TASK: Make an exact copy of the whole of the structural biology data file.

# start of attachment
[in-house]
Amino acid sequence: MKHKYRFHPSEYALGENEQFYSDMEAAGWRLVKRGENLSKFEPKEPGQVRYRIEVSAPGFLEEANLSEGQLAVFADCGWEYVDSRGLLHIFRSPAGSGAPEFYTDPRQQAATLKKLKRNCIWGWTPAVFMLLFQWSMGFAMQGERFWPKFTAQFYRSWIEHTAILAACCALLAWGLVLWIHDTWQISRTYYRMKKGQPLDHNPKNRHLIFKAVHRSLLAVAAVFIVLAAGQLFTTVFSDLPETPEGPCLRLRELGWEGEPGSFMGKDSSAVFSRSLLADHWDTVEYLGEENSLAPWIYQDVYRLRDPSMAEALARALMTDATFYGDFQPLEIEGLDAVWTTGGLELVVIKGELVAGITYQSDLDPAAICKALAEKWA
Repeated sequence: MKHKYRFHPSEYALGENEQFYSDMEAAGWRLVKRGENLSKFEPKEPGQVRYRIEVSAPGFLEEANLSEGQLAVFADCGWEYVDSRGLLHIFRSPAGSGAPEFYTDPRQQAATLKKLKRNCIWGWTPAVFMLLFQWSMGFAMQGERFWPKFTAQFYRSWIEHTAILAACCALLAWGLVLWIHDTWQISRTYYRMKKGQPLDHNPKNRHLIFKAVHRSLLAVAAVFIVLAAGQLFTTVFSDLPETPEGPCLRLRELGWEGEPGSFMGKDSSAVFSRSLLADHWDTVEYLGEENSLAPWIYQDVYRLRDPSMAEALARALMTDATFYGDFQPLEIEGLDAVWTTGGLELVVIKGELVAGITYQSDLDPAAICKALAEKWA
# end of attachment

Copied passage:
[in-house]
Amino acid sequence: MKHKYRFHPSEYALGENEQFYSDMEAAGWRLVKRGENLSKFEPKEPGQVRYRIEVSAPGFLEEANLSEGQLAVFADCGWEYVDSRGLLHIFRSPAGSGAPEFYTDPRQQAATLKKLKRNCIWGWTPAVFMLLFQWSMGFAMQGERFWPKFTAQFYRSWIEHTAILAACCALLAWGLVLWIHDTWQISRTYYRMKKGQPLDHNPKNRHLIFKAVHRSLLAVAAVFIVLAAGQLFTTVFSDLPETPEGPCLRLRELGWEGEPGSFMGKDSSAVFSRSLLADHWDTVEYLGEENSLAPWIYQDVYRLRDPSMAEALARALMTDATFYGDFQPLEIEGLDAVWTTGGLELVVIKGELVAGITYQSDLDPAAICKALAEKWA
Repeated sequence: MKHKYRFHPSEYALGENEQFYSDMEAAGWRLVKRGENLSKFEPKEPGQVRYRIEVSAPGFLEEANLSEGQLAVFADCGWEYVDSRGLLHIFRSPAGSGAPEFYTDPRQQAATLKKLKRNCIWGWTPAVFMLLFQWSMGFAMQGERFWPKFTAQFYRSWIEHTAILAACCALLAWGLVLWIHDTWQISRTYYRMKKGQPLDHNPKNRHLIFKAVHRSLLAVAAVFIVLAAGQLFTTVFSDLPETPEGPCLRLRELGWEGEPGSFMGKDSSAVFSRSLLADHWDTVEYLGEENSLAPWIYQDVYRLRDPSMAEALARALMTDATFYGDFQPLEIEGLDAVWTTGGLELVVIKGELVAGITYQSDLDPAAICKALAEKWA